The State of the Kazakh Media
[The Kazakh media] will publish any political view, but like any media, it obeys the laws and cannot be completely reactionary or revolutionary. Regardless, well-grounded criticism is always published. The government initially tried to block it, but that problem was solved because everyone sprung to the defense of the website. Now it is freely accessible and updated quite often.
Unlike my colleague from Uzbekistan, we can receive information from a number of sources, both official and completely unofficial. So you can say that media is a business nowadays in Kazakhstan. The development of the media is no longer as unlimited as it was in the first years.
From the financial side, our newspapers are more or less profitable. They are certainly not all alike. There are newspapers that take a neutral stance toward the government, there are those that are in strong opposition, and there are those that quite openly voice the official opinion. There are some less reputable tabloids where you can read anything at all.
Very recently there was a law passed regarding the national security of the Republic of Kazakhstan. Currently newspapers can only be closed if it’s a court decision, but a certain provision of that law allowed a publication to be closed by state prosecutors. Immediately, it caused a very strong reaction in the media environment. Under that law, it would be possible not only to just close opposition newspapers but also newspapers that simply write something negative about the local government. So under public pressure, this provision was dropped.
Though the situation nowadays is not of media monopoly, publications are coming together as syndicates and conglomerates. Something to note is that the largest media syndicate is owned by Dariga Nazarbayeva, the president’s daughter.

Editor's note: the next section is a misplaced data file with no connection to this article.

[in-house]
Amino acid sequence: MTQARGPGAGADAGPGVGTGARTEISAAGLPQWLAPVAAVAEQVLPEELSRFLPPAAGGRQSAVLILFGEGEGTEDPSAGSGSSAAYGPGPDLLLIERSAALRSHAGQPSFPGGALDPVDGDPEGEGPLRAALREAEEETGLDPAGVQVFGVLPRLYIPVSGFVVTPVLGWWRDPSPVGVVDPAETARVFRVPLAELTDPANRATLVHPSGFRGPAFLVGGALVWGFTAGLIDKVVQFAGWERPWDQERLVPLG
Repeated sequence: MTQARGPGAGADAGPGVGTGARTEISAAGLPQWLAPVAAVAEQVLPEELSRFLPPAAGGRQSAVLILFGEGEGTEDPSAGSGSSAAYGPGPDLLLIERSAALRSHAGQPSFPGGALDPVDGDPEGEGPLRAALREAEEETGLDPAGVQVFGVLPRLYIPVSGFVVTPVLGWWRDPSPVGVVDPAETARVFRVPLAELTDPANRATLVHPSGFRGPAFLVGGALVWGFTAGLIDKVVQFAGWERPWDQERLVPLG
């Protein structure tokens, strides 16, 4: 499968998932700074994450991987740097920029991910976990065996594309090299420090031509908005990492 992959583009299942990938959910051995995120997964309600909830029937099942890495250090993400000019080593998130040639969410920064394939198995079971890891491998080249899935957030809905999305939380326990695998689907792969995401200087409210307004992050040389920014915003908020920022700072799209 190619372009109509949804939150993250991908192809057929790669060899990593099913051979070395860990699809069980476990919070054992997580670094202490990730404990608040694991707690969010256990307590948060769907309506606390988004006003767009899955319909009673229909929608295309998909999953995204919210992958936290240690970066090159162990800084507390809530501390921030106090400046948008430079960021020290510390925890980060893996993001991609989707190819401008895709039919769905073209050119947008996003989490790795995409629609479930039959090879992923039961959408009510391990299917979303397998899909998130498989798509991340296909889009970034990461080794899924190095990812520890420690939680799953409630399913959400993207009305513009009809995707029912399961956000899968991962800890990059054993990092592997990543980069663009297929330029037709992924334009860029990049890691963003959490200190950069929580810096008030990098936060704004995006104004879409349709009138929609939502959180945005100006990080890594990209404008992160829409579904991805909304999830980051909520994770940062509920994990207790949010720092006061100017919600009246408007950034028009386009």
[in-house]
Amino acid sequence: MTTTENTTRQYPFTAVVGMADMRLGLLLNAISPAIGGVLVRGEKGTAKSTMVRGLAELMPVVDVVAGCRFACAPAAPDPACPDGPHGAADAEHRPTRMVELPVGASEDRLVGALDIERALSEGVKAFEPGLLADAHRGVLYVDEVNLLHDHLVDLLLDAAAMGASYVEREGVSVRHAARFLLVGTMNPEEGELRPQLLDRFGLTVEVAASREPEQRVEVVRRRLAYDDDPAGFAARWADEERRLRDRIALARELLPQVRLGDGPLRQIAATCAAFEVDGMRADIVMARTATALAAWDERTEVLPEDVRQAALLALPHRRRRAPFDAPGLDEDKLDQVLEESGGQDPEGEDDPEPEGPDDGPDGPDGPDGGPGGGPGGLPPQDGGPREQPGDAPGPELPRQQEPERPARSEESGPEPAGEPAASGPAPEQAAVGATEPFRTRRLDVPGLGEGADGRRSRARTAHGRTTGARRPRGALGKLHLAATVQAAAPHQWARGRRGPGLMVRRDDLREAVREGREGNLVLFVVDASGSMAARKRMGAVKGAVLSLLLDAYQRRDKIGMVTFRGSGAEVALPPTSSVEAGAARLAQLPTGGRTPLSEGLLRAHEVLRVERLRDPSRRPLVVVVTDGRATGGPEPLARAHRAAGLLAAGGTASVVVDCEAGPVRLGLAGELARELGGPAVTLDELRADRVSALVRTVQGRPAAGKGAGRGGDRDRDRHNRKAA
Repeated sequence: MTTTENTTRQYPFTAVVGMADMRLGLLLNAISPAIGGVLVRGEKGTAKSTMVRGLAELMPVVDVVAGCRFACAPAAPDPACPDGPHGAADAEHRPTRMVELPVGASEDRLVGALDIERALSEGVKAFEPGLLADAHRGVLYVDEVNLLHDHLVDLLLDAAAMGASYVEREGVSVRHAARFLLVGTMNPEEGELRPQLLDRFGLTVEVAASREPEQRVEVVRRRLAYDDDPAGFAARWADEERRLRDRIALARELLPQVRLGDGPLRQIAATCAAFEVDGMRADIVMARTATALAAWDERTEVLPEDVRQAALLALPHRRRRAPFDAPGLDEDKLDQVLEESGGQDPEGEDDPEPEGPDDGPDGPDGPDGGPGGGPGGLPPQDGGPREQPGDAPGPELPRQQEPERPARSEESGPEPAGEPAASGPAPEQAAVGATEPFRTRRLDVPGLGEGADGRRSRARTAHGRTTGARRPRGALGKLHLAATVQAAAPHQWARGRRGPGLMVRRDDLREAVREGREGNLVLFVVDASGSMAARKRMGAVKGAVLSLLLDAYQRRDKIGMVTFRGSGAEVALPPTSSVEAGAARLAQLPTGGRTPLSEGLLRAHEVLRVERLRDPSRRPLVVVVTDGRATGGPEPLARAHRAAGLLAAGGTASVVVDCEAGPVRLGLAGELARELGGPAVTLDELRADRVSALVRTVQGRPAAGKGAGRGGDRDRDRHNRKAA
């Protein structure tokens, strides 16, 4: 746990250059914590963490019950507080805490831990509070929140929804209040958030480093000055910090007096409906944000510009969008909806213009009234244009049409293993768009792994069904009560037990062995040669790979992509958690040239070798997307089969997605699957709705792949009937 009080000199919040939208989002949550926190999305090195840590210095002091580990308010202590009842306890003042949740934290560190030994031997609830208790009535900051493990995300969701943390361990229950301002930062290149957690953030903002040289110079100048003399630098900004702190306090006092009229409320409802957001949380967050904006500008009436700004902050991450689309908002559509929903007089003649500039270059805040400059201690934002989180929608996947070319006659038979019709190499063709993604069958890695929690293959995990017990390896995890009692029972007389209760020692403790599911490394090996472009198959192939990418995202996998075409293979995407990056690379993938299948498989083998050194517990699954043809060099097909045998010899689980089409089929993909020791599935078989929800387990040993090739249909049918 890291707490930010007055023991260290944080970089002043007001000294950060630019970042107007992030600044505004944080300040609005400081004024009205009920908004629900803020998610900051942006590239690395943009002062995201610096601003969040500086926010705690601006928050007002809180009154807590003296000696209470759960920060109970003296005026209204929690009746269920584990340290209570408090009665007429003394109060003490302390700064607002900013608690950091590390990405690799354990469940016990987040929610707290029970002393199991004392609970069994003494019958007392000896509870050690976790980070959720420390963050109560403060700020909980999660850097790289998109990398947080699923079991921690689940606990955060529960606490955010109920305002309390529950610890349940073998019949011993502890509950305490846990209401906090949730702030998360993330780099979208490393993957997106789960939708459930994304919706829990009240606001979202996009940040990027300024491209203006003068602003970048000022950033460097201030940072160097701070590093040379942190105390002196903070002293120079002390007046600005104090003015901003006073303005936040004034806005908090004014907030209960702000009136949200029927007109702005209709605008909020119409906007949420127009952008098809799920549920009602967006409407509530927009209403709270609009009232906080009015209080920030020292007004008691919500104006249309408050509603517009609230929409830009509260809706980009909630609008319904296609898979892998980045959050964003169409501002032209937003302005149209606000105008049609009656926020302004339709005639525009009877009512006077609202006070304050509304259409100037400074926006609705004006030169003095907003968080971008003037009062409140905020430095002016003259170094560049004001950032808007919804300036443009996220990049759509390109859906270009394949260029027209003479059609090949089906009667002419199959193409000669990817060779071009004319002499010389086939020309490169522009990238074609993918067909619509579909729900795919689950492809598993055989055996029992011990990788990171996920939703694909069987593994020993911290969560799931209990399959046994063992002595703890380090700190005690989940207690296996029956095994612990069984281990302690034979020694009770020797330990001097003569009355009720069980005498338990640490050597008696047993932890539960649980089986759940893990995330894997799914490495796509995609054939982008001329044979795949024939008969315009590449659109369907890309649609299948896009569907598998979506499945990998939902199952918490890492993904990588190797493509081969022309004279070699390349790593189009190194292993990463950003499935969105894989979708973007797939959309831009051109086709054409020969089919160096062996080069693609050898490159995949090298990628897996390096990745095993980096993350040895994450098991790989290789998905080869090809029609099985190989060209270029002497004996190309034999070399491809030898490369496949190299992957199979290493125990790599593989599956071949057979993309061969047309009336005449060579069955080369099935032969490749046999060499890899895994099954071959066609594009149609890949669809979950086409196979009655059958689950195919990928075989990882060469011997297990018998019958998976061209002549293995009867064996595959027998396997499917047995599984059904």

… opposition media in Kazakhstan face the possibility of being closed at any moment. They’re not profitable publications. You don’t buy them at any newspaper stand; in Almaty and Astana there are special places where you can buy those newspapers. They have their websites on the Internet, but it’s harder to access this media.
The newspapers never close in the way that they just come and close it. They are usually sued, and then face bankruptcy, after which they have no choice but to shut down. There was a newspaper called Soldat that published an article about one of the ministers so the minister sued them. The court ruled that they should pay the minister a million and a half dollars, which is a formidable amount, so they closed.
There is lots of other interesting information in the article, and the whole thing is worth a read.
The Kazakh journalist seems to be rather optimistic about the future of Kazakhstan’s media, all things considered. At a recent panel at the Heritage Foundation, US officials voiced concerns that the media in Kazakhstan is uniformly pro-government. Kazakh officials seemed to acknowledge this as true at the event, saying that many newspapers are completely independent, yet publish pro-government opinions by choice.
While the Kazakh interviewee references that this is true, she also paints a more subtle picture of media outlets voicing criticisms of specific policies, but still positive toward the government. She notes that the truth is probably somewhere between the extreme views that dominate the headlines, and the predominance of more measured, moderate articles in the future will be indicative of Kazakhstan’s maturity and development.